‘Charged with the brutal murder of two men, Agnes Magnusdottir has been removed to her homeland’s farthest reaches, to an isolated farm in Northern Iceland, to await execution…’
Hannah Kent’s first novel, Burial Rites, is a semi-fictional retelling of the true story of Agnes Magnusdottir, punctuated by excerpts from original letters and documents related to the case. My favourite thing about this book was Kent’s ability to paint the bleak, cold setting of this story so vividly. I could almost feel the chill and smell the pungent odours present in the farmhouse to which Agnes was sent. I could feel her desperation at her present situation and indeed at circumstance that had confronted her throughout her life.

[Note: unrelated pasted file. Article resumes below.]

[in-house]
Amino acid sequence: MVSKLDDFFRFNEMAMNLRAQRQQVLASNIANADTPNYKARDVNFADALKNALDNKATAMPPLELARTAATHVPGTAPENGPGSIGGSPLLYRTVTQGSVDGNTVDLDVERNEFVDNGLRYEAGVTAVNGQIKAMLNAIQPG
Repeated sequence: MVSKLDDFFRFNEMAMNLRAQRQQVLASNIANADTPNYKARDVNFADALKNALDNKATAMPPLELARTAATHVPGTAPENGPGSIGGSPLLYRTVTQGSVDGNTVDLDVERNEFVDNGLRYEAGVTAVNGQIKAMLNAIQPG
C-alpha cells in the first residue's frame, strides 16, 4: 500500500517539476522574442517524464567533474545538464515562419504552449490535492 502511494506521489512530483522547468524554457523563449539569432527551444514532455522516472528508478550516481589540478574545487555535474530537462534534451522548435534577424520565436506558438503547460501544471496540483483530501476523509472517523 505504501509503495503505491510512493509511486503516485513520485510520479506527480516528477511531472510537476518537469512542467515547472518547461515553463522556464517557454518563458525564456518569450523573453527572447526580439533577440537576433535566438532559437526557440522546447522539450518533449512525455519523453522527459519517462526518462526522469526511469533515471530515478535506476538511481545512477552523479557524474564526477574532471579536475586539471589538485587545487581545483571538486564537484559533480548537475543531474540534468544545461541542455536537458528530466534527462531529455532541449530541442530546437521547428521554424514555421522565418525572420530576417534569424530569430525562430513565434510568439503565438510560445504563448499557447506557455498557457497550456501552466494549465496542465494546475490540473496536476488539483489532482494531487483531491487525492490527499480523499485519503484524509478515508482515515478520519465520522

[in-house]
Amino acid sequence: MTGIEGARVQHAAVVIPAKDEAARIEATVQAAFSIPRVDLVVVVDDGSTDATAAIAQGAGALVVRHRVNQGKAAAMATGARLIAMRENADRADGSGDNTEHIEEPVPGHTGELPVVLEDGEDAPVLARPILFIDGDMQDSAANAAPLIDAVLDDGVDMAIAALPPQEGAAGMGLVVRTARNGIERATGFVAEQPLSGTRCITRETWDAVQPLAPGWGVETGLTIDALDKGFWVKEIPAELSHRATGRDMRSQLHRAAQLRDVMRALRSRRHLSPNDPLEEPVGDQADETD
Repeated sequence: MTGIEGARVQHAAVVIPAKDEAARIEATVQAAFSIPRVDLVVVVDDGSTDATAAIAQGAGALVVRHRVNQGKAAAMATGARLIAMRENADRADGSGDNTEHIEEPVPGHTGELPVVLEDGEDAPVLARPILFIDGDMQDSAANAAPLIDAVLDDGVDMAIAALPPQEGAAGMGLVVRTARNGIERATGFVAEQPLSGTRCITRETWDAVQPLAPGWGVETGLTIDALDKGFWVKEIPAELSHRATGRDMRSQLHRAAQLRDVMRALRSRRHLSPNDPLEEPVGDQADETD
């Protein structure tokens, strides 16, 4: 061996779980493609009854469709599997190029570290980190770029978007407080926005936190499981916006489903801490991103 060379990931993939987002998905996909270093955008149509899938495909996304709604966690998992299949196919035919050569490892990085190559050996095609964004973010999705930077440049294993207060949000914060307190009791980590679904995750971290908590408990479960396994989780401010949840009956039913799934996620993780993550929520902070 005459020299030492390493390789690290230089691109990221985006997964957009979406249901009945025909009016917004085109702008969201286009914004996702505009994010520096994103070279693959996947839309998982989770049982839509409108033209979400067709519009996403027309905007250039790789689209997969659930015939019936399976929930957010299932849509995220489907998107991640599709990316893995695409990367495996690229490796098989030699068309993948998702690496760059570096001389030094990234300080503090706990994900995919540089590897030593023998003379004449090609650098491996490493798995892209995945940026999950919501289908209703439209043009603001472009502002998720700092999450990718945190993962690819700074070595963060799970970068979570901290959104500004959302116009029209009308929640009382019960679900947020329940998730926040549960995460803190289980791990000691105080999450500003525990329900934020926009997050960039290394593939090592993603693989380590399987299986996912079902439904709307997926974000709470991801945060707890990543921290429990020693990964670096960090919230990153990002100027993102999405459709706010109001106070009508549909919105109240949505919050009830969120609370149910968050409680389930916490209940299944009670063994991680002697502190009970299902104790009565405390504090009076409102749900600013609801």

The story is told primarily in the third person, following various character’s point of view, with Agnes herself picking up the narrative in parts. Despite already knowing Agnes’ fate, I still found her story gripping and my interest was also held by the parallel stories of those around her.
I was really thrilled to find a novel by an Australian writer that was ‘un-put-down-able’. Heavy as the subject matter was, I thoroughly enjoyed this book and I can’t wait to see what Hannah Kent produces in the future.